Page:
While Allison now devotes more of her time and creative energy to creating her own original works, that lost period has left its mark on her life and her art. Her subjects remain relatively simple--the outline of a woman, a mouth, a hand—but the colors explode from the images. The pretty pinks and bright oranges mask the eerie undercurrents of each piece. From far away the paintings seem beautiful, perfect even. But up close you see the grotesque deformities and flaws marring the faces of her subjects. You are pulled into the painting wondering what else you will discover on a second look. For her, these sinister undertones are reflective of real life people she’s met. “I’ve met a lot of crazy people who are beautiful and put together on the outside, but once I got to know them the illusion fell apart.” Allison says that she is “embracing the creepy” and exploring “the state between the beautiful and the grotesque.” The dichotomy of the two is striking. Viewing the paintings up close reveals that beauty is nothing more than a trick of the light. She says, “I really like ambiguity because it makes me feel weird and I want others to feel weird.” Mission accomplished.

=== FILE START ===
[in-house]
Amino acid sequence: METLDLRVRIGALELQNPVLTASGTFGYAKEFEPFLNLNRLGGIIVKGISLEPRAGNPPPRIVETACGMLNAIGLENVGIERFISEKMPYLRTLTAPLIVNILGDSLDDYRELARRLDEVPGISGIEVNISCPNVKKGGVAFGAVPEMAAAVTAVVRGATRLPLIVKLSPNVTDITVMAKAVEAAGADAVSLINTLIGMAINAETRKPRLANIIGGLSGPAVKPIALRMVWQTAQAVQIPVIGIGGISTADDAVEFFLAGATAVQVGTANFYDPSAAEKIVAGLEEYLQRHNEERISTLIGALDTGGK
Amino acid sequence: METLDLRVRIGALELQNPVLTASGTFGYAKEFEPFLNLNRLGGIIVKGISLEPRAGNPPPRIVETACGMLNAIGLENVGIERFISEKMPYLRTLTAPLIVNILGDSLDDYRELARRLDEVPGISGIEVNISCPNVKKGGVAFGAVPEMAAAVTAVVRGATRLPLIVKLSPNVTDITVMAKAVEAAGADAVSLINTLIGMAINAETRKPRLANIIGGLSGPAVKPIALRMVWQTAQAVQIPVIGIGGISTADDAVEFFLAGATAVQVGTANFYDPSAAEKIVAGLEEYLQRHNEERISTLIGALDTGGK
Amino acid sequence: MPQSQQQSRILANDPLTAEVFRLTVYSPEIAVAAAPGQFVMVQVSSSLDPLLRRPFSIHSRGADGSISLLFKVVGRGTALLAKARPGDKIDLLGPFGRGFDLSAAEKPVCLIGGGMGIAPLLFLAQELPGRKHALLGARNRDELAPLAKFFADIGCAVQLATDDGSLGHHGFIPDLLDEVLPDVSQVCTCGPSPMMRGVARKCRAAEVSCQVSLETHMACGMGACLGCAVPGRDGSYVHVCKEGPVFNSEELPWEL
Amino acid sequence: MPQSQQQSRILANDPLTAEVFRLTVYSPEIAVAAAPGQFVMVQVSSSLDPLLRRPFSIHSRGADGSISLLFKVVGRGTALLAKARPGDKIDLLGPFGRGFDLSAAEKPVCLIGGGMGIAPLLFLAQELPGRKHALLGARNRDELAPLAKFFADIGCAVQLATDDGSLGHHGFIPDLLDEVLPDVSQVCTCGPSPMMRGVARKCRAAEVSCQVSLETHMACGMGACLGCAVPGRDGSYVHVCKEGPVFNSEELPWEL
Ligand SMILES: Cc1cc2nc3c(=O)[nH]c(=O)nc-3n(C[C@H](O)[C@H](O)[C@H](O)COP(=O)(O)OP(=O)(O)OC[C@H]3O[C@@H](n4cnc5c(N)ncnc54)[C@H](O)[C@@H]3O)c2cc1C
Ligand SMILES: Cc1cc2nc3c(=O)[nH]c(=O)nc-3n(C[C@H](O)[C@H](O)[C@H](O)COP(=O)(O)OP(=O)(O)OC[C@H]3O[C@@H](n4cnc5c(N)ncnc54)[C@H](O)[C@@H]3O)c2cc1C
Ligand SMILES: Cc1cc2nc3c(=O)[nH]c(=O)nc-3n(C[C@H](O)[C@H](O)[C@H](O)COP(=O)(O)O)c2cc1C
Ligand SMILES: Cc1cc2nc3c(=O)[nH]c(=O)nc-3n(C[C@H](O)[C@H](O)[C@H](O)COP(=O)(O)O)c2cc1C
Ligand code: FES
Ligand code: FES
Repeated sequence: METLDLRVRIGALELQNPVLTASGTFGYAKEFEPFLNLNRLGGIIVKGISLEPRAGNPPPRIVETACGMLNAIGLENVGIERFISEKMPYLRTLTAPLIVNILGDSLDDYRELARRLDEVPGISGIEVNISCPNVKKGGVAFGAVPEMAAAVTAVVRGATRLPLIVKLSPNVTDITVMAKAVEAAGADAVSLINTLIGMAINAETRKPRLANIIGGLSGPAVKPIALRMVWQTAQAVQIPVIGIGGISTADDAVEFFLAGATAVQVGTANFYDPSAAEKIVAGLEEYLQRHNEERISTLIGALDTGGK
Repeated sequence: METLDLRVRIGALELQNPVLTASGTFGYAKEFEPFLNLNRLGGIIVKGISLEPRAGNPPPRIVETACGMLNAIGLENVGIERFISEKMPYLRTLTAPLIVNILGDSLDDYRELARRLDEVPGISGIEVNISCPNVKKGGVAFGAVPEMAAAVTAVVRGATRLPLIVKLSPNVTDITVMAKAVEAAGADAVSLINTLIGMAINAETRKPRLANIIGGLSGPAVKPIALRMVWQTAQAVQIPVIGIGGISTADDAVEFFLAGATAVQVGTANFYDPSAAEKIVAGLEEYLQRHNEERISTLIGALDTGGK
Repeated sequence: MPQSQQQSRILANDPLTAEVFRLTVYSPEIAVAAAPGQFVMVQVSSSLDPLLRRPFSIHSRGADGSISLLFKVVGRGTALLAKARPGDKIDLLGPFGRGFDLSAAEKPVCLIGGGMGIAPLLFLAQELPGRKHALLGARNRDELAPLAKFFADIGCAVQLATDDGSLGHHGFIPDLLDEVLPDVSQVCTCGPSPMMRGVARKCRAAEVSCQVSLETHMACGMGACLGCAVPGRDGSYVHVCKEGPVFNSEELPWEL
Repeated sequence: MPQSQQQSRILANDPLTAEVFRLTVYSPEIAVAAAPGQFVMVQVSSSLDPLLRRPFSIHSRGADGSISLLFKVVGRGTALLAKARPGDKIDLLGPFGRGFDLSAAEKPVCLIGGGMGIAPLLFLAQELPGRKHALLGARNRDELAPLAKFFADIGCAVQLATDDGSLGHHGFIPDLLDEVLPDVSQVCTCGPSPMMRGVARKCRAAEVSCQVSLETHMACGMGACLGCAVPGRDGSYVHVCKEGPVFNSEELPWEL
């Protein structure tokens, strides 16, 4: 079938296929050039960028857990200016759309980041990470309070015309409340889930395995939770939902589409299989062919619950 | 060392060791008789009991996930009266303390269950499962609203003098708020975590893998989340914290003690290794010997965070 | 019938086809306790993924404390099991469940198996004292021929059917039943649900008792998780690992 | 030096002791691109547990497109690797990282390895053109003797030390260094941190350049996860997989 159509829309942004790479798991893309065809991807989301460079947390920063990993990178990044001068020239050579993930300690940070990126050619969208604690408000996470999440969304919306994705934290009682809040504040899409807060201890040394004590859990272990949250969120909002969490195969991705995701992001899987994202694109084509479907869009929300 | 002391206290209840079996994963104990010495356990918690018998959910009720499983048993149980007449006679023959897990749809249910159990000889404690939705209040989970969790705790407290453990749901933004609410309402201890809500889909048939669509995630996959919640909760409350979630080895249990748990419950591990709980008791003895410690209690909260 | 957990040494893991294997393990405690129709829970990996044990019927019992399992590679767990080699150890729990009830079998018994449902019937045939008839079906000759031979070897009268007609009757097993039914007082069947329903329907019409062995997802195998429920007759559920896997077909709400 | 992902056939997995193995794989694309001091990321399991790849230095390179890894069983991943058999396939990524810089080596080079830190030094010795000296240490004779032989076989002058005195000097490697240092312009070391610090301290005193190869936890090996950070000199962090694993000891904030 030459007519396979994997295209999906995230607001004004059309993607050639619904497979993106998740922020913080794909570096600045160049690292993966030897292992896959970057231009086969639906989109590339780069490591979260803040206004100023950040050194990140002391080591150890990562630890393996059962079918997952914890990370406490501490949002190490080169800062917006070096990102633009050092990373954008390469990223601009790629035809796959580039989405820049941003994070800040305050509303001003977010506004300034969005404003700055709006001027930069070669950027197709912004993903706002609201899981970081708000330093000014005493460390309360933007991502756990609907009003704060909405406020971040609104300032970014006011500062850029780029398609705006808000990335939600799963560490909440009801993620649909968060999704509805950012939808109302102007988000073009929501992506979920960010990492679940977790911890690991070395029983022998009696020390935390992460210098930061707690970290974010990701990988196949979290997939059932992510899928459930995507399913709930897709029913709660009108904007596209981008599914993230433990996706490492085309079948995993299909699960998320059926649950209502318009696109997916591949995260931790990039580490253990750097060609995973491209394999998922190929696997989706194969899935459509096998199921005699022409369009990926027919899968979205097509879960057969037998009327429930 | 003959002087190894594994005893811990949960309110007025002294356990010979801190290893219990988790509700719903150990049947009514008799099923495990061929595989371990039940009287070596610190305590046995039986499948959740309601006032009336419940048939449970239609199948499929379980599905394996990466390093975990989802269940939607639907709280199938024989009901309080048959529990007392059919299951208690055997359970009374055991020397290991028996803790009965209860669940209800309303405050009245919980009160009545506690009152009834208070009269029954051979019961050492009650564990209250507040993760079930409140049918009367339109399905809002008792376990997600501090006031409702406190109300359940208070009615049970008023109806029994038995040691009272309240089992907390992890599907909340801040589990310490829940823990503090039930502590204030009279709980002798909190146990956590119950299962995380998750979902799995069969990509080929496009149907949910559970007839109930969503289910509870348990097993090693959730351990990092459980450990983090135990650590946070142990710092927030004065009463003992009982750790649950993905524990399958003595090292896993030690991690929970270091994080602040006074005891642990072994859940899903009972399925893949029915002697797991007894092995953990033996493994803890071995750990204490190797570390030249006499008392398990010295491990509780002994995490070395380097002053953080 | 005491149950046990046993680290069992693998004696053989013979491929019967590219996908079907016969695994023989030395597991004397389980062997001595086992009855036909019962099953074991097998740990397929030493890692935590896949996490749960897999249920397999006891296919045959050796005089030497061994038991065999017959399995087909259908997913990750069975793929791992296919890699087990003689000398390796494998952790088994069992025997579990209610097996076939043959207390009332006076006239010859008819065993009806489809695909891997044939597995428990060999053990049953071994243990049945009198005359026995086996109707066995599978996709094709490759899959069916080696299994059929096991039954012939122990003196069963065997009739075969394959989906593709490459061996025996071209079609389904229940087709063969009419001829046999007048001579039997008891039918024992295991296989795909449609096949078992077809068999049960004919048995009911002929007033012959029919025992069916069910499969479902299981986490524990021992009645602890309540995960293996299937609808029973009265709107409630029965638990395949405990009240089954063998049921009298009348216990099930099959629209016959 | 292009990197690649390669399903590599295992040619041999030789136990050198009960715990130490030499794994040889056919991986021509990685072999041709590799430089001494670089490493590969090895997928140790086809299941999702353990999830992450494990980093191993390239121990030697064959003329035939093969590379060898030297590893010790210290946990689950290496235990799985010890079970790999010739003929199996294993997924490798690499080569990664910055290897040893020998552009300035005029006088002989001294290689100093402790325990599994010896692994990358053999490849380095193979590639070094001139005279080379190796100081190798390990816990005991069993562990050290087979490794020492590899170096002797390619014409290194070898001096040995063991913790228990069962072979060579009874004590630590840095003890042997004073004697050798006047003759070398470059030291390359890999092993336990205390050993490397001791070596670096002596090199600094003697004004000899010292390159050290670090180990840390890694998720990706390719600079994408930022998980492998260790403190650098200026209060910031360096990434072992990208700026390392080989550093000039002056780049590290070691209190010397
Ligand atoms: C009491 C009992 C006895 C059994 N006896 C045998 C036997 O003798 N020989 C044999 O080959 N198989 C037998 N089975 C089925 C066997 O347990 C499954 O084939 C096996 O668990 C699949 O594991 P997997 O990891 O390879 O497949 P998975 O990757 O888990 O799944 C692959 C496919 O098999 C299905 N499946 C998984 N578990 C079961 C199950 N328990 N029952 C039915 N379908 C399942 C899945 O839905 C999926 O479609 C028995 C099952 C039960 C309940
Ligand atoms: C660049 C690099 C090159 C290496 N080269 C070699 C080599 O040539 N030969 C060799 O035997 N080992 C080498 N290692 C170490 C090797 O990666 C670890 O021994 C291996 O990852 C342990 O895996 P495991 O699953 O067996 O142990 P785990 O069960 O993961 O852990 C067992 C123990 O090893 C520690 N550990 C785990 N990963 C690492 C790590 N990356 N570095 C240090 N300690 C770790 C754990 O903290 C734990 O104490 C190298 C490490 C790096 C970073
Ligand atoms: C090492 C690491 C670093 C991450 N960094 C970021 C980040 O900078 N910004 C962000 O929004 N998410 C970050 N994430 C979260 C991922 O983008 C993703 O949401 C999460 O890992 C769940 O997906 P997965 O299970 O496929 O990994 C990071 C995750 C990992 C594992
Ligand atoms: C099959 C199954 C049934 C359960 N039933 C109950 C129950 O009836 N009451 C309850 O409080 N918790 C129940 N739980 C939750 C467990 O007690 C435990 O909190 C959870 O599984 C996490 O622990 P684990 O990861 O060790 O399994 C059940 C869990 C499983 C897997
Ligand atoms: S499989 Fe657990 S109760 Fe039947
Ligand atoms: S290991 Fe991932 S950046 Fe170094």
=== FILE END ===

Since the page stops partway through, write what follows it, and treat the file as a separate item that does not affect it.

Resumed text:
The paintings strike you like vivid snapshots of a dream you've forgotten. Your eyes are drawn to them, looking for clues behind the soft swirls and bright spots. The effect is created by Allison’s process. She first splatters paint around on a canvas and then lets it dry overnight. The next day she interprets the shapes like a Rorschach test to see what she can create out of them. “Over time this is where my aesthetic has taken me. Flowy, organic, fluid. I like to let loose and see where it goes.” If there is one thing she hates, it's a sketch book. She says that if she sketches things out first they come out too perfect. “I welcome mistakes because sometimes that’s when the best things happen.”